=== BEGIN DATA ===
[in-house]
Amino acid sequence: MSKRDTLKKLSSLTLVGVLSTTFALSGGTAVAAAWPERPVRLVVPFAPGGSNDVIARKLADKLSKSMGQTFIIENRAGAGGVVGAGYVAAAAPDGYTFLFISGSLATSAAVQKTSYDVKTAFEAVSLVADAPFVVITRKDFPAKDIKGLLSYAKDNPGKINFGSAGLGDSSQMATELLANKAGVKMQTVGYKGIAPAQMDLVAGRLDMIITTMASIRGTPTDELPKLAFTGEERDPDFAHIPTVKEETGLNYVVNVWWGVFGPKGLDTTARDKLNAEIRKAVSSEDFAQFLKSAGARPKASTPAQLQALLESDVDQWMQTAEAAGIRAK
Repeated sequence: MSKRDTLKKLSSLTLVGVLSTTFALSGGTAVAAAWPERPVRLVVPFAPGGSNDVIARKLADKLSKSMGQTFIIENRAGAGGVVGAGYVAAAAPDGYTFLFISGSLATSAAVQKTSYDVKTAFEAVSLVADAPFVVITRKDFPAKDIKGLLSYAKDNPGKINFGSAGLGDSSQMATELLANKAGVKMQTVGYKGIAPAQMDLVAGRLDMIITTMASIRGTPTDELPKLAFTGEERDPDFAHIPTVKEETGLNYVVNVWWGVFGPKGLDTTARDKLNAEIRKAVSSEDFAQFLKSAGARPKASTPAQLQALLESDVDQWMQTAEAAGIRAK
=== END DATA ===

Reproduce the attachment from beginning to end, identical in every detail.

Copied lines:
[in-house]
Amino acid sequence: MSKRDTLKKLSSLTLVGVLSTTFALSGGTAVAAAWPERPVRLVVPFAPGGSNDVIARKLADKLSKSMGQTFIIENRAGAGGVVGAGYVAAAAPDGYTFLFISGSLATSAAVQKTSYDVKTAFEAVSLVADAPFVVITRKDFPAKDIKGLLSYAKDNPGKINFGSAGLGDSSQMATELLANKAGVKMQTVGYKGIAPAQMDLVAGRLDMIITTMASIRGTPTDELPKLAFTGEERDPDFAHIPTVKEETGLNYVVNVWWGVFGPKGLDTTARDKLNAEIRKAVSSEDFAQFLKSAGARPKASTPAQLQALLESDVDQWMQTAEAAGIRAK
Repeated sequence: MSKRDTLKKLSSLTLVGVLSTTFALSGGTAVAAAWPERPVRLVVPFAPGGSNDVIARKLADKLSKSMGQTFIIENRAGAGGVVGAGYVAAAAPDGYTFLFISGSLATSAAVQKTSYDVKTAFEAVSLVADAPFVVITRKDFPAKDIKGLLSYAKDNPGKINFGSAGLGDSSQMATELLANKAGVKMQTVGYKGIAPAQMDLVAGRLDMIITTMASIRGTPTDELPKLAFTGEERDPDFAHIPTVKEETGLNYVVNVWWGVFGPKGLDTTARDKLNAEIRKAVSSEDFAQFLKSAGARPKASTPAQLQALLESDVDQWMQTAEAAGIRAK